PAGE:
Roy Gonzalez Tabora Signed Lithograph Print. Na Pali Splendor (Kauai) 1991. Hand Signed In Silver At Bottom Left for Na Pali and Blue for Soft Glow. Very hard to find prints.
Roy Tabora was destined to be an artist.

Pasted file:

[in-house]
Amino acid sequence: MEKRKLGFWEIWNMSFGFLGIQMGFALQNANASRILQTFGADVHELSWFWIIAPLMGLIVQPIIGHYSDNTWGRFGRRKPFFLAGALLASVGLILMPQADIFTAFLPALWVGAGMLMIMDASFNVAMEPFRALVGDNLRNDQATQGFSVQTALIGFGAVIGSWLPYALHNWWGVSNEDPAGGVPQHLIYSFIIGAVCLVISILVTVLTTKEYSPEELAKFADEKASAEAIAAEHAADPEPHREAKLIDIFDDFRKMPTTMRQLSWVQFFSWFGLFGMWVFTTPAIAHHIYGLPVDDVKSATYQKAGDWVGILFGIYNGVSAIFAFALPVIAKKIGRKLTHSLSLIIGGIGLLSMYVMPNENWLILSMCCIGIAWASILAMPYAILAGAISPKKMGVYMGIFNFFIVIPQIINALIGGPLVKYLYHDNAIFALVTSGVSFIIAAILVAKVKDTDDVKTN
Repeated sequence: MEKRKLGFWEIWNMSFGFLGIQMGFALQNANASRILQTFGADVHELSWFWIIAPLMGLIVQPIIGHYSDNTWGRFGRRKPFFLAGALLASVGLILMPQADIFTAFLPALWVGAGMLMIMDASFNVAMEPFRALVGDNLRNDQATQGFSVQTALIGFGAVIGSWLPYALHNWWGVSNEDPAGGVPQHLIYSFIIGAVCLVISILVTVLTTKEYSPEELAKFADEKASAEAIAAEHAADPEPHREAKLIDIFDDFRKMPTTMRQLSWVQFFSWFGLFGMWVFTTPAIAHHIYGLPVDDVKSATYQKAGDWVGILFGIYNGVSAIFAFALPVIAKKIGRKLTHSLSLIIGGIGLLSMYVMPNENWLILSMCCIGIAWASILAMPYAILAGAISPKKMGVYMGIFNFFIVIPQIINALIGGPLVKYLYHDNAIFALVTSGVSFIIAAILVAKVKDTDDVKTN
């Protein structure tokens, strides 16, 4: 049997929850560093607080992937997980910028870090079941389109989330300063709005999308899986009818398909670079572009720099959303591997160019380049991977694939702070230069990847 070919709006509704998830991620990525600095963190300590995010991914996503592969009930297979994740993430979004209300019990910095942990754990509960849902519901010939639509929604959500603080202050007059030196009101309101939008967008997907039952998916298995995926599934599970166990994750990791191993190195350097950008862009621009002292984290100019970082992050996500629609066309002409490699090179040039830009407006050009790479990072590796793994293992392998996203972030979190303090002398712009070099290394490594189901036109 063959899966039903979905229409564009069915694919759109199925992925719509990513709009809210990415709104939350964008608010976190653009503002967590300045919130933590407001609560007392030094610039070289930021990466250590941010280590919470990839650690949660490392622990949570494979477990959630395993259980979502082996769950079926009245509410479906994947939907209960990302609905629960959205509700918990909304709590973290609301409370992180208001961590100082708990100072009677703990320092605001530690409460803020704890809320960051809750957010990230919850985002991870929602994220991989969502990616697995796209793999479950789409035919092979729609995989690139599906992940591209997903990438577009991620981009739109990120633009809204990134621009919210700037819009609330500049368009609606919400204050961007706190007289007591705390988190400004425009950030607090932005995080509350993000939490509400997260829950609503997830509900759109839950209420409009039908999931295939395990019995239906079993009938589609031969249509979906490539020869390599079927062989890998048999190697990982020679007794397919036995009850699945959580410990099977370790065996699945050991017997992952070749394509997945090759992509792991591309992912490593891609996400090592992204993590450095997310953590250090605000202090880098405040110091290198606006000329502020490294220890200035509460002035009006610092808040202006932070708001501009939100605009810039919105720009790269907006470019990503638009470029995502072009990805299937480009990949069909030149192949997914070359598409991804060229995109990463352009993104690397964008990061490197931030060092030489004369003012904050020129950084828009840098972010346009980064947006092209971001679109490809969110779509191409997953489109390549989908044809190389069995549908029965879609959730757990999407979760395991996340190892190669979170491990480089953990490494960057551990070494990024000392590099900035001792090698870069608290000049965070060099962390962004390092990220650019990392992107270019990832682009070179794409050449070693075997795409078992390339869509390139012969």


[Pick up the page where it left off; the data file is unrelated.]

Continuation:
Born into a family of painters, young Tabora was brought up in a world where art was a way of life. Under the watchful eye of a loving uncle, his hand was skillfully trained to reproduce what his heart saw. Those early days as a studio apprentice fueled his desire to elevate his art to one day stand among the works of the finest, past and present. By the age of twenty, the years of training and discipline had produced a highly accomplished realist painter. His quest for excellence continued with a formal education in fine art from the University of Hawaii. Today he is recognized as one of the world’s leading seascape painters. Born on June 18, 1956, Tabora continues the legacy of generations of artists who populate his family tree. Growing up surrounded by art and artists, his earliest memories are of watching the creative process in action. His lessons in the disciplines of drawing and painting began almost as early as he can remember. During his youth, he was directed by his favorite uncle, Rick Gonzalez. As with all apprentices, his days were occupied by sweeping floors, cleaning paint brushes and preparing painting materials, as well as receiving expert training in the traditional techniques of the old masters. Already an accomplished Realist at the age of twenty, he opted to continue his education, starting at Washington State University, and receiving his degree in fine arts from the University of Hawaii. He was soon discovered by Hawaii’s leading art galleries and has since risen to great renown as one of the finest seascape painters in the world. The splendor of Hawaii’s tropical shores is a constant source of Tabora’s inspiration yet in his creative process, he relies even more on his heart than he does on his eye. “I romanticize,” he says. “The scenes I portray are memories I have imagined…memories of when the footprints of men were not so prolific and deep. Nature alone is the subject of my work. Its allure is exquisitely pure; That’s what I wish to convey. I see Hawaii’s land and sea as the essence of beauty itself. It reaches to me with a richness of emotion that I simply must express.”